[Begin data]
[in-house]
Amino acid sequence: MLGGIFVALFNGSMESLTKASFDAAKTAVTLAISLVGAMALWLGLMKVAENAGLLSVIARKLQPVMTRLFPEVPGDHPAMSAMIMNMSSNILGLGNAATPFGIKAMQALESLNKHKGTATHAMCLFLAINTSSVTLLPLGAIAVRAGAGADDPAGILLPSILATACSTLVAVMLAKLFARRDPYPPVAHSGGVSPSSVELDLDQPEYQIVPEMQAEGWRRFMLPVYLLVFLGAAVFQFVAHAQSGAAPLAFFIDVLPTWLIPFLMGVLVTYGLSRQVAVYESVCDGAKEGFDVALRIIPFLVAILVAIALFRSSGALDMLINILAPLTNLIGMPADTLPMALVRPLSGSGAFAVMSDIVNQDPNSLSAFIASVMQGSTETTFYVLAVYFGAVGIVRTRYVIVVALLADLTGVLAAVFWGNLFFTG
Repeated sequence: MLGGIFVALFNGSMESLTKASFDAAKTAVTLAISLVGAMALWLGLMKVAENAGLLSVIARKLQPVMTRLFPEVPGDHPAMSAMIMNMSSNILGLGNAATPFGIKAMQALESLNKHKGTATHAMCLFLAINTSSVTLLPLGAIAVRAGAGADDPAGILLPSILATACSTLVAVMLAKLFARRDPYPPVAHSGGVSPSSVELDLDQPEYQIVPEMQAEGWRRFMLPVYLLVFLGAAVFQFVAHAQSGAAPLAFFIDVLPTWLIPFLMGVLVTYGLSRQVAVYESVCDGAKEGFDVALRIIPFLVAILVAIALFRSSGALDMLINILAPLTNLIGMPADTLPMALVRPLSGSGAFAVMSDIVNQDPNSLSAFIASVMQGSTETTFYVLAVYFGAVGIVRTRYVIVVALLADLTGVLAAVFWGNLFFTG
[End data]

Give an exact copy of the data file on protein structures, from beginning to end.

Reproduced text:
[in-house]
Amino acid sequence: MLGGIFVALFNGSMESLTKASFDAAKTAVTLAISLVGAMALWLGLMKVAENAGLLSVIARKLQPVMTRLFPEVPGDHPAMSAMIMNMSSNILGLGNAATPFGIKAMQALESLNKHKGTATHAMCLFLAINTSSVTLLPLGAIAVRAGAGADDPAGILLPSILATACSTLVAVMLAKLFARRDPYPPVAHSGGVSPSSVELDLDQPEYQIVPEMQAEGWRRFMLPVYLLVFLGAAVFQFVAHAQSGAAPLAFFIDVLPTWLIPFLMGVLVTYGLSRQVAVYESVCDGAKEGFDVALRIIPFLVAILVAIALFRSSGALDMLINILAPLTNLIGMPADTLPMALVRPLSGSGAFAVMSDIVNQDPNSLSAFIASVMQGSTETTFYVLAVYFGAVGIVRTRYVIVVALLADLTGVLAAVFWGNLFFTG
Repeated sequence: MLGGIFVALFNGSMESLTKASFDAAKTAVTLAISLVGAMALWLGLMKVAENAGLLSVIARKLQPVMTRLFPEVPGDHPAMSAMIMNMSSNILGLGNAATPFGIKAMQALESLNKHKGTATHAMCLFLAINTSSVTLLPLGAIAVRAGAGADDPAGILLPSILATACSTLVAVMLAKLFARRDPYPPVAHSGGVSPSSVELDLDQPEYQIVPEMQAEGWRRFMLPVYLLVFLGAAVFQFVAHAQSGAAPLAFFIDVLPTWLIPFLMGVLVTYGLSRQVAVYESVCDGAKEGFDVALRIIPFLVAILVAIALFRSSGALDMLINILAPLTNLIGMPADTLPMALVRPLSGSGAFAVMSDIVNQDPNSLSAFIASVMQGSTETTFYVLAVYFGAVGIVRTRYVIVVALLADLTGVLAAVFWGNLFFTG